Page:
FE Week visits parliament to meet the apprentices working in MP’s offices
The number of apprentices working in MP’s offices are on the rise, just as young people undertaking an unpaid internship in Parliament has become a hotly contested issue.
Voluntary help is a tradition in politics that goes back several decades and at a time when job prospects are increasingly bleak, political graduates both from further education (FE) and higher education (HE) are looking for any advantage which might land them a job.
The desperate need both for experience and contacts pressurises many young people into paying for an internship in Parliament out of their own pocket.
Marcus Mason, Programme Manager at New Deal of the Mind, says the tradition is stopping young people who simply can’t afford to work in London.
“Unpaid internships, rife in the political and creative sectors, are a barrier to social moblity – people from lower incomes simply cannot afford to work for free,” Mr Mason said.
“We have to ask ourselves whether we want a system which systematically enforces a bias towards the recruitment of people from higher income backgrounds.”
The alternative, and perhaps the solution, is for MPs to take on an apprentice, as the employee receives both a wage and training.
Robert Halfon, MP for Harlow, is thought to be the first politician In England to ever hire an apprentice.
“I must admit that when I first got in, in the first two or three weeks I put an advert in for interns,” Mr Halfon said.
“I suddenly came downstairs in the morning and said, what am I doing?! Take it off, take the adverts off! If I go on about apprenticeships all the time then forget about that, I’ve got to have an apprentice.”
Harlow College interviewed a number of candidates for the new apprenticeship, shortlisting four for Mr Halfon’s final decision. The minister chose Andy Huckley shortly afterwards, now studying International Affairs at University, as the first political apprentice in 2010.
The huge success has inspired a movement known as the Parliamentary Academy. Developed in partnership by New Deal of the Mind, Mr Halfon and North Hertfordshire College, the ‘school’ hopes to encourage as many MPs as possible to take on an apprentice.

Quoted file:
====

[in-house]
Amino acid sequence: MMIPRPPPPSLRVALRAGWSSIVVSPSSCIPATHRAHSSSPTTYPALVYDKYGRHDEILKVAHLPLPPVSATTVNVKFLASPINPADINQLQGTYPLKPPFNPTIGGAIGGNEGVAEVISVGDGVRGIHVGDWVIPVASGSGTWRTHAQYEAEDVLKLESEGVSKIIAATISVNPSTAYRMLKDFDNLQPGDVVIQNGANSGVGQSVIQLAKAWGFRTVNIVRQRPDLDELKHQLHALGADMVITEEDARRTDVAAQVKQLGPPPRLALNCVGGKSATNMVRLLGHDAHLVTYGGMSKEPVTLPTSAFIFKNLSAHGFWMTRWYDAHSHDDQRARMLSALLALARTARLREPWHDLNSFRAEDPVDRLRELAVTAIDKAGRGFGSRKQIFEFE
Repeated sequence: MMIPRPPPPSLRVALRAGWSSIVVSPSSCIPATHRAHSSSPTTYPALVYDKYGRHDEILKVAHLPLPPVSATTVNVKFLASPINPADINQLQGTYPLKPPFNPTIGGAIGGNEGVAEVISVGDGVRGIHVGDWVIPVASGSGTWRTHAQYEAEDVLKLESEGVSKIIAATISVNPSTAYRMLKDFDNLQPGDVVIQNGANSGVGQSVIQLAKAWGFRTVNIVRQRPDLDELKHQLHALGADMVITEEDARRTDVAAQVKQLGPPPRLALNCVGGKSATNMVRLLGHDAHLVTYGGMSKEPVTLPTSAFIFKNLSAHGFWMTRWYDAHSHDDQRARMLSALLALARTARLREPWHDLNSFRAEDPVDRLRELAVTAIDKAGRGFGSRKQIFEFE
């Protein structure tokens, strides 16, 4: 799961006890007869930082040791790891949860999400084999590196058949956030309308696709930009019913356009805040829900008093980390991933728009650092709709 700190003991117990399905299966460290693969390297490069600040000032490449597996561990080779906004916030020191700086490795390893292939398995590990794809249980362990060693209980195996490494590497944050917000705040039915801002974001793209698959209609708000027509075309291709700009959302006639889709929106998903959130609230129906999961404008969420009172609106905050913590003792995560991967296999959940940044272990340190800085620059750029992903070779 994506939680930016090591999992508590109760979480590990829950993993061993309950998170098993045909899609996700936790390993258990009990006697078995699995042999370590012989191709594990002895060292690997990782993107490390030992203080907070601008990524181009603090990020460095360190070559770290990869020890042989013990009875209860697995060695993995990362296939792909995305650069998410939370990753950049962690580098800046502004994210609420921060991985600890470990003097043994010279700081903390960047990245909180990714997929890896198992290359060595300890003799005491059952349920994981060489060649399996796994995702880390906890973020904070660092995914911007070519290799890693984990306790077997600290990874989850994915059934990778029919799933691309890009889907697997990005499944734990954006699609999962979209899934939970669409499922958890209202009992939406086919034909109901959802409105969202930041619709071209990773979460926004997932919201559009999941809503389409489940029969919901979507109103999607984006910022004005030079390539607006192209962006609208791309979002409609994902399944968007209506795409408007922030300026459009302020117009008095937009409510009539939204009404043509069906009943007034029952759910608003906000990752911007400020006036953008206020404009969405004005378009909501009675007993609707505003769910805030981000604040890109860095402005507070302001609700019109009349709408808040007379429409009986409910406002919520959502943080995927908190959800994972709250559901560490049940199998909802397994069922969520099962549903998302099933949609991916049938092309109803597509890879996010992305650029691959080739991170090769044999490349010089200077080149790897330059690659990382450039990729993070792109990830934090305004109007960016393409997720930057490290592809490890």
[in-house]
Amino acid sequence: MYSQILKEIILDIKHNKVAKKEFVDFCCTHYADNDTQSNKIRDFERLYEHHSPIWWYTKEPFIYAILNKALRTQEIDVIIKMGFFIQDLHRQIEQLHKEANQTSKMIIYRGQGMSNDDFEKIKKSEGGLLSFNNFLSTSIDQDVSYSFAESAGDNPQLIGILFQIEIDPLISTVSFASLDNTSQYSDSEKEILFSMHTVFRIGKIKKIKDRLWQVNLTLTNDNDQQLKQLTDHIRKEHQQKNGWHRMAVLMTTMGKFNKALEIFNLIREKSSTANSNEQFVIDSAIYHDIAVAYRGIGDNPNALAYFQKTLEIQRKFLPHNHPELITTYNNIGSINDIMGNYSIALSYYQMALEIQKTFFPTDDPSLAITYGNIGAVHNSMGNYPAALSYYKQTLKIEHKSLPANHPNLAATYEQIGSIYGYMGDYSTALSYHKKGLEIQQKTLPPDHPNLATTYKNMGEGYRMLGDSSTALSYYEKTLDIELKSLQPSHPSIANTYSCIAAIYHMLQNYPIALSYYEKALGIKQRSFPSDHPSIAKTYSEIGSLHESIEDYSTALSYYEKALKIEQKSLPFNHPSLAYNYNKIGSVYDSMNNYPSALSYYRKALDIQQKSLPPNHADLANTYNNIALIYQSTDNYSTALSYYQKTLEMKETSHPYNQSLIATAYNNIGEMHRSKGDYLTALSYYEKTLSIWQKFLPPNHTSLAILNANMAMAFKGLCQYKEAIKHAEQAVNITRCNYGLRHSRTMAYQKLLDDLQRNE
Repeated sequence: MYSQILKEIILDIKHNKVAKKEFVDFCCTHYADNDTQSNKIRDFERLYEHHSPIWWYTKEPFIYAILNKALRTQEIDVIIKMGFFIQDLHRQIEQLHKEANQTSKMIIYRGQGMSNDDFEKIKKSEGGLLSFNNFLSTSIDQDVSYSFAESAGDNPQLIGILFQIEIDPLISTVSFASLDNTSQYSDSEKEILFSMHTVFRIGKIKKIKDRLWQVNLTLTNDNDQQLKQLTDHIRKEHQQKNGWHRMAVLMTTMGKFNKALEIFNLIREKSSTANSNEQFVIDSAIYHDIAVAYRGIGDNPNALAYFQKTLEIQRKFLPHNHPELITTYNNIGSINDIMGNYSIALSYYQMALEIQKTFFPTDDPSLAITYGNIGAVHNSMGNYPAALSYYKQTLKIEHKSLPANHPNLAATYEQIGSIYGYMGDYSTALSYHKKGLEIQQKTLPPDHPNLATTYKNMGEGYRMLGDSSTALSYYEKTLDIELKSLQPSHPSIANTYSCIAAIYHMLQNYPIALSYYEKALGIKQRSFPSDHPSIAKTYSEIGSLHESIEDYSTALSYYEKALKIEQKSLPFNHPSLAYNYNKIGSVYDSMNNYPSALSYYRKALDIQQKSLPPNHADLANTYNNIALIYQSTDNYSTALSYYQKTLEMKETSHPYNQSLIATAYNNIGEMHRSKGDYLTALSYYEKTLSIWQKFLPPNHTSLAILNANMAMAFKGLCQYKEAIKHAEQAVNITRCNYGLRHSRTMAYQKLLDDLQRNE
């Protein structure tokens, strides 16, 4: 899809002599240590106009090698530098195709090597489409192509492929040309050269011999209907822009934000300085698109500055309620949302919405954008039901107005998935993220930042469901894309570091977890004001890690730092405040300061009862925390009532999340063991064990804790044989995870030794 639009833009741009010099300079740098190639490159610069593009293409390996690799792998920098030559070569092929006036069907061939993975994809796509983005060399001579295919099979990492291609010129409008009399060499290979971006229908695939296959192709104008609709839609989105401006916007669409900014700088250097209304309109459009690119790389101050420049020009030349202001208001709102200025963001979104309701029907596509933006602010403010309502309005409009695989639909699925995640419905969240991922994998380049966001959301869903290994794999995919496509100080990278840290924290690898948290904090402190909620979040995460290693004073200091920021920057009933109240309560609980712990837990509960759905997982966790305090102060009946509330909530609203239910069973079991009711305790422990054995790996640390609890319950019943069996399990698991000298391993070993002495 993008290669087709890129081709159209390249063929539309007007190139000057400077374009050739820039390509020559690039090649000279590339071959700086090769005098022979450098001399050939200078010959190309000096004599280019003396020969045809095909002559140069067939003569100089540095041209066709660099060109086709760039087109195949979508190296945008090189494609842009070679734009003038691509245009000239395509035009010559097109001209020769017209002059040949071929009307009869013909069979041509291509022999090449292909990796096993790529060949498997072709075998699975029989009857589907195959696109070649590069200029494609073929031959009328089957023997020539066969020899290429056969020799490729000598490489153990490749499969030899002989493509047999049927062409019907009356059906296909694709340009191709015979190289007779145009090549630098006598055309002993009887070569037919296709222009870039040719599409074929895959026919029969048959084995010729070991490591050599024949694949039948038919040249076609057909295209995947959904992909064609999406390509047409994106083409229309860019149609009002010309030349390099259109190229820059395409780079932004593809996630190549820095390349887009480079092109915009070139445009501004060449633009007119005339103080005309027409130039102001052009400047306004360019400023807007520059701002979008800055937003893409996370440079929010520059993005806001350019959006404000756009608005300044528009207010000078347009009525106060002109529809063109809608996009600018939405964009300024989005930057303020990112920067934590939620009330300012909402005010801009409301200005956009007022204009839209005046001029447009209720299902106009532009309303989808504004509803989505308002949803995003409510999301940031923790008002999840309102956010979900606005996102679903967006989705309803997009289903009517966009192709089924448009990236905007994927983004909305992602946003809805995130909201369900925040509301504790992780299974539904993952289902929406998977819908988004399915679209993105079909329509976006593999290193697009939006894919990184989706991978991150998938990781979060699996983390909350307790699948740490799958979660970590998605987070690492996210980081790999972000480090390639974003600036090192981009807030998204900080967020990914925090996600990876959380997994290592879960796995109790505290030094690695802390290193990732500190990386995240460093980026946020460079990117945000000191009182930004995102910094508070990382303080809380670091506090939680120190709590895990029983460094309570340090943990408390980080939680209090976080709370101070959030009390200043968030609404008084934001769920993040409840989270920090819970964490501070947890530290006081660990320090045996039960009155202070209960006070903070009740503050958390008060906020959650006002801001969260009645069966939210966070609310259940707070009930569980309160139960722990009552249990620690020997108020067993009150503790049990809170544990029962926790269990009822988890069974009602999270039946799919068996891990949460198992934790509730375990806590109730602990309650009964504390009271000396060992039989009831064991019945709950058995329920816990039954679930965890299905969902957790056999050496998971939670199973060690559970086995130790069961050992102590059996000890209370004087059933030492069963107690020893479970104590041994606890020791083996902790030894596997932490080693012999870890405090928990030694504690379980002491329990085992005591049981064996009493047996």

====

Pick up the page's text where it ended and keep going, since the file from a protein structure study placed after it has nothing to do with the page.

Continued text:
The first four apprentices, which started in October last year, are Alice Hannam, Matthew Redmore, Rachel Shackleton and Breon Finch.
Almost all of the apprentices in the Parliamentary Academy say they would have struggled to take up the opportunity without some kind of wage.
Alice Hannam, who works under Mike Crockart MP, said: “I wouldn’t have been able to take it if it hadn’t been paid.
“I don’t know how a lot of interns do do it – how do you afford your rent, travel, and food if you’re living alone? It’s impossible.”
Louis Luck, the second apprentice to be taken on by Robert Halfon MP, added: “I applied for this thinking it was unpaid.
“So I’m quite lucky, I have quite a large family, and they were all ready to support me.
“My parents and grand parents were preparing to raid my savings to help me get through, and I was very lucky I had that.”
Don’t be fooled into thinking an MP’s apprentice is just an intern with a wage.
“It’s completely different to what i expected,” Alice Hannam said.
“I thought I would be just doing photocopying, faxing and general office work, but they just throw you straight in the deep end.
She added: “I was writing press releases, speeches, replying to constituents, and I also update the diary.”
Mr Halfon says an apprenticeship is hard work when compared to his own experiences at University.
“You can’t just not turn up to your lecture or whatever, it’s totally different.
“When you do an apprenticeship, it’s bloody hard.”
The apprentices are not guaranteed a job once they complete their qualification however.
This is due mainly to their age, according to Mr Halfon.
“Some of them are very young, so I expect they will go off and do other things,” Mr Halfon said.
“It’s very hard because there has to be an opening. But having said that, if you’ve done the apprenticeship you’ve got a very good chance because someone might leave – and you’ve got the experience which the MP needs.”
The apprenticeships run by the Parliamentary Academy and individual MPs such as Robert Halfon might not guarantee a political career, but they’re a step in the right direction from unpaid internships.
“It should be one of the stigmas that come with MPs – they have what they claim on their expenses, and then it should be do they have an apprentice,” Louis Luck said.
“I think there’s no reason for them not to have an apprentice.”